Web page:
Where will these decorated veterans play in 2024?

December 21st, 2023

Who are the best players among this year's remaining free agents? You surely know their names by now. Yamamoto. Bellinger. Snell. Chapman. Hader.

No player on the list below is quite in that company now, but they would have fit perfectly back in their heyday. While they may no longer be the very best at their positions, a long career in the Majors has left these free agents with a different superlative: most accomplished.

Here are the 12 most accomplished free agents still available, ordered by their career bWAR.

, LHP (77.1 bWAR)
Kershaw will be five years away from being inducted into the Baseball Hall of Fame as soon as he decides to retire. But it appears that clock won't start for at least another season. The three-time Cy Young Award winner plans to pitch in 2024, although an exact timetable isn't clear after he underwent surgery on his throwing shoulder in November. Kershaw said then that he was "hopeful" for a return in the summer and recently reiterated that belief.

As for the jersey Kershaw will wear, it's a binary choice: He will either rejoin the Dodgers, the only franchise he has known as a professional, or the Rangers, which would represent a homecoming for the Dallas native. Kershaw acknowledged last year that those are the only teams he would consider at this point in his career. Dodgers president of baseball operations Andrew Friedman made it clear in October that the club will bring Kershaw back for 2024 if that’s what the former National League MVP and his family want. Meanwhile, a source told The Athletic's Ken Rosenthal (subscription required) that Texas is "very much" in play for Kershaw, who ranks sixth among left-handed pitchers in career bWAR.

, RHP (72.4)
Only 19 pitchers in MLB history have reached 3,000 strikeouts. Greinke, with 2,979 K's, should become the 20th member of that revered group early next season. Greinke has spent nearly half of his life in the Majors and is planning to come back for his 21st year -- his age-40 season -- in 2024. Nine of those years have come in a Royals uniform, but is there still room for Greinke in Kansas City? The club's rotation looks pretty full following the additions of Seth Lugo and Michael Wacha. However, any club that needs a pitcher who can eat innings and be a role model for a young staff should have some measure of interest in Greinke, one of the greatest hurlers of his generation.

, 1B (64.4)
The Reds declined Votto's club option on Nov. 4, making him a free agent for the first time in his career. Votto became the face of the franchise during his 17 seasons in Cincinnati and issued a heartfelt thank you to the Reds, their fans and the surrounding community soon after the team's decision. The 2010 NL MVP ranks among the Reds' all-time top five in many categories including home runs (356, second), walks (1,365, first), and games (2,056, fifth).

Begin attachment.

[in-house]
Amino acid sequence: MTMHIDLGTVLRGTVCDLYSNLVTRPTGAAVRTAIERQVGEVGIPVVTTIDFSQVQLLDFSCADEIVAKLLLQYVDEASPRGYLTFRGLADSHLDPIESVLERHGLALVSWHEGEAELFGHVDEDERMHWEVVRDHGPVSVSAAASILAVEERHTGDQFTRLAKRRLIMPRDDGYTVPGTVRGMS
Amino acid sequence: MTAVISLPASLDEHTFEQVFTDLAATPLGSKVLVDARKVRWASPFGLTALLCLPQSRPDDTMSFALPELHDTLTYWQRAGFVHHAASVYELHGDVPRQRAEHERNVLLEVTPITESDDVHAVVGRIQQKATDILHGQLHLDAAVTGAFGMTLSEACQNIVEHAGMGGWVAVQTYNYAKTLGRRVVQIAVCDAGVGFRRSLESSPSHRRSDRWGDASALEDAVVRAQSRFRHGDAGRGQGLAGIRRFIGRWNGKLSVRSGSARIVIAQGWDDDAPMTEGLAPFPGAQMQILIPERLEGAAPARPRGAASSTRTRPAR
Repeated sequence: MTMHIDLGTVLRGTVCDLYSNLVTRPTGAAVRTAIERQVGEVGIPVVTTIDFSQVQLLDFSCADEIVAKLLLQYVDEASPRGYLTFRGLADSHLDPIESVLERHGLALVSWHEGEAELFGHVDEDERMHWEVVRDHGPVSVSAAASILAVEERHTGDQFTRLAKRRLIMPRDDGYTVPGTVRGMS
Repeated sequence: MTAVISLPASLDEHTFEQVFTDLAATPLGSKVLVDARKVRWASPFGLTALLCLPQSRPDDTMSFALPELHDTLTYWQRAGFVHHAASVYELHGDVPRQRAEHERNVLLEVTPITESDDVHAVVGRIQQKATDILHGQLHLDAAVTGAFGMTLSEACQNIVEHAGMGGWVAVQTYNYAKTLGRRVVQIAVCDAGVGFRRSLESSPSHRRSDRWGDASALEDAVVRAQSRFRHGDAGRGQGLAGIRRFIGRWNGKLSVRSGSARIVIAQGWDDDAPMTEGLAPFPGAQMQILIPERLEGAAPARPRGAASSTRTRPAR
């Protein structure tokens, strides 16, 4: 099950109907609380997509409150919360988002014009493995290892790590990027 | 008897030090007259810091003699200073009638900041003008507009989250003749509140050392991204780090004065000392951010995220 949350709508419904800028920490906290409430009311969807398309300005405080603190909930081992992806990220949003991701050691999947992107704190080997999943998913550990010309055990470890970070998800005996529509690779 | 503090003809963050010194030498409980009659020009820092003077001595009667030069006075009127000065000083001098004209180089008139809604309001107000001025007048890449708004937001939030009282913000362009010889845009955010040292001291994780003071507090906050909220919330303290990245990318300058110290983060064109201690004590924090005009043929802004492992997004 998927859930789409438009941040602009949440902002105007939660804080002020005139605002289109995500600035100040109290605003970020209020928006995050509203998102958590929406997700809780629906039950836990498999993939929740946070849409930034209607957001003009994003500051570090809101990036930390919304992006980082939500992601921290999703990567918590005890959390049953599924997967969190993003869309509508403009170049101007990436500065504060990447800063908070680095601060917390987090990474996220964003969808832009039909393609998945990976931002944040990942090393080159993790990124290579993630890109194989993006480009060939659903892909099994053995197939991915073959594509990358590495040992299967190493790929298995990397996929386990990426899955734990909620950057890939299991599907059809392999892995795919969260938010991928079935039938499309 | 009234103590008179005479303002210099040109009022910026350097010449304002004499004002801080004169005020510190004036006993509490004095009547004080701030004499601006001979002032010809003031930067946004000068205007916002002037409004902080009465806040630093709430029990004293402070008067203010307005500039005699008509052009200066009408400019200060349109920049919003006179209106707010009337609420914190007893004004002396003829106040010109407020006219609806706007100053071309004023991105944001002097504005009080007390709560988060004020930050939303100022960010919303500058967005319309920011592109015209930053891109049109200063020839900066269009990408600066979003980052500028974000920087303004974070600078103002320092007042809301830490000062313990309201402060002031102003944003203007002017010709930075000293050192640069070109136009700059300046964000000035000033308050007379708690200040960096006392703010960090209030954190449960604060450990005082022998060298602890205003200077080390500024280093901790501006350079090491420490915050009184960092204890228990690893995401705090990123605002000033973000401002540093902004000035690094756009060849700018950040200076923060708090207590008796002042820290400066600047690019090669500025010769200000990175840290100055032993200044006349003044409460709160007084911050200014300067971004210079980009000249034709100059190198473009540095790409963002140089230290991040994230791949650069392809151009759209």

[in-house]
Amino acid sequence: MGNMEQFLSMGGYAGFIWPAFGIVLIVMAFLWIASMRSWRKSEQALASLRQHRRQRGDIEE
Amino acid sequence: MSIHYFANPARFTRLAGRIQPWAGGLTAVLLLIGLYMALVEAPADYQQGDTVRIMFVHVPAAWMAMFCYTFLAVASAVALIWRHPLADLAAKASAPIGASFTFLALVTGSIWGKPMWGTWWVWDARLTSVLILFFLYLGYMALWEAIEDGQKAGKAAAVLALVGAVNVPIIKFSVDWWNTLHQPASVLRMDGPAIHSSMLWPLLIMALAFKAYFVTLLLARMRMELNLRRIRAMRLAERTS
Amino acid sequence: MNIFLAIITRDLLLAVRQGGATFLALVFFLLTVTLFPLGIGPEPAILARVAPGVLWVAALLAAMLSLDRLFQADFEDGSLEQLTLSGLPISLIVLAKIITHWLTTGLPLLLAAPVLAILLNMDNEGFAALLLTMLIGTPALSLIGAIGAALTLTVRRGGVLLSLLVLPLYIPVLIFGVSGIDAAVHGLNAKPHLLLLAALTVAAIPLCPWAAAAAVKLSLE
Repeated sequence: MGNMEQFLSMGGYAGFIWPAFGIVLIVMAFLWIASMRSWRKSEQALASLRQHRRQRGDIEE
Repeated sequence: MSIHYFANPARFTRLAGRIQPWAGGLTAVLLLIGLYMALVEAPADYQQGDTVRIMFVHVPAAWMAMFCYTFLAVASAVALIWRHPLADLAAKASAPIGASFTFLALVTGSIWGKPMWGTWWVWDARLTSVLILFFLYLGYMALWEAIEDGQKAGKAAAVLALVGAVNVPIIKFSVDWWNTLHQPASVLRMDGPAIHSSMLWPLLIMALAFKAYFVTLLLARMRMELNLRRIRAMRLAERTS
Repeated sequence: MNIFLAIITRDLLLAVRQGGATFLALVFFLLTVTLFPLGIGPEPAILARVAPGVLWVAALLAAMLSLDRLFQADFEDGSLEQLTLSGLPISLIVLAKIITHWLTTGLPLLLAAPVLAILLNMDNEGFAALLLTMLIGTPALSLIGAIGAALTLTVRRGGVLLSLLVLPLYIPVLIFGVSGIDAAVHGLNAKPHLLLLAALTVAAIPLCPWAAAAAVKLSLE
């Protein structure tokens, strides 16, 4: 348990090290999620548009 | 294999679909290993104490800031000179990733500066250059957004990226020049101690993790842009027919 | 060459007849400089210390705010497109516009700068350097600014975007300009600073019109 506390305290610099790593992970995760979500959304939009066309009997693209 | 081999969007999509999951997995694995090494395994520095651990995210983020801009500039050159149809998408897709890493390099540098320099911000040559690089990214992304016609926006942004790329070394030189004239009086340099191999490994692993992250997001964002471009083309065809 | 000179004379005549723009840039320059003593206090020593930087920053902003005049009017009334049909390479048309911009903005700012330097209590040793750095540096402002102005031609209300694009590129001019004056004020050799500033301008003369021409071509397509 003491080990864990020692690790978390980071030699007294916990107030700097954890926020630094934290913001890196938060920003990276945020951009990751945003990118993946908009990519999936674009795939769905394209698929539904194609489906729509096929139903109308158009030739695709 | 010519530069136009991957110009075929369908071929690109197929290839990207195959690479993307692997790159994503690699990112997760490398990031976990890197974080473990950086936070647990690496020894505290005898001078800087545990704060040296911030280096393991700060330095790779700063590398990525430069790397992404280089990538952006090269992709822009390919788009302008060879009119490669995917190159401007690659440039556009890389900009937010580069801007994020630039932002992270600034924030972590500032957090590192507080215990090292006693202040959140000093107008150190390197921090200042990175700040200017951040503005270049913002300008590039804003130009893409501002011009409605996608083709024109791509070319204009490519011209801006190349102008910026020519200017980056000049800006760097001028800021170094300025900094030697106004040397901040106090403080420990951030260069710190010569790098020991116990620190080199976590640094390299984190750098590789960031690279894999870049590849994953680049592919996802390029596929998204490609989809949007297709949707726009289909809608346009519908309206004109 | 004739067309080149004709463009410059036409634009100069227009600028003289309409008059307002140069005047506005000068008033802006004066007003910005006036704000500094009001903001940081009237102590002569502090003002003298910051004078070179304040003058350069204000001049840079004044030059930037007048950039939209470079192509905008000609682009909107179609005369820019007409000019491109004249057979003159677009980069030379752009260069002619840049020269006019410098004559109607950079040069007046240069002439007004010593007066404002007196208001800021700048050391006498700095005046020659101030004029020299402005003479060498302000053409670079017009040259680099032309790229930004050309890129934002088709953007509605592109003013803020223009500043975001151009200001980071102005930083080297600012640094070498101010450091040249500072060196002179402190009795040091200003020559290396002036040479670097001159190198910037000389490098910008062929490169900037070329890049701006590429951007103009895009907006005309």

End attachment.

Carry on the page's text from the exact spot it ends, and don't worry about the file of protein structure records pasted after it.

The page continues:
Votto, like Kershaw, could decide to end his playing career closer to home. The Toronto native is a potential fit for the Blue Jays, who are looking to add offense this winter. Early in the offseason, general manager Ross Atkins said the team does have some interest in the 40-year-old.

, 3B (58.6)
This past season was one of Longoria's worst from a statistical standpoint -- .295 on-base percentage, .717 OPS, 30.8% strikeout rate. But it also had to be one of his most rewarding as the 38-year-old helped guide the upstart D-backs to the World Series. When he signed with Arizona last offseason, Longoria said his choice was influenced by a desire to see his wife and young children more often; he owns homes in Arizona and Florida, so the Rays were also on his shortlist, as were the Giants due to his familiarity with the team after spending the previous five seasons with them. The Giants are the only team in that group with a clear need at third base this year, but they are reportedly eyeing Matt Chapman.

Longoria, a three-time Gold Glover, still offers serviceable defense at the hot corner and some pop at the plate. But it's unknown if he would continue his career if those aforementioned clubs are not interested in a reunion.

, 3B (46.8)
Donaldson wants a chance to go out on a high note. The slugging third baseman found his career at a crossroads in August, when he was released by the Yankees following an injury-marred two-year stint with New York. The 2015 American League MVP was picked up by the Brewers a couple of days later and slashed .169/.290/.390 over 69 plate appearances to end the regular season. Donaldson, 38, said last month that he is "definitely up" for playing one final season as long as he feels comfortable with the situation. Like Longoria, Donaldson can still handle third base and has continued to post some strong hitting metrics. For instance, his 16.2% barrel rate last year was the second-best of his 13-year career.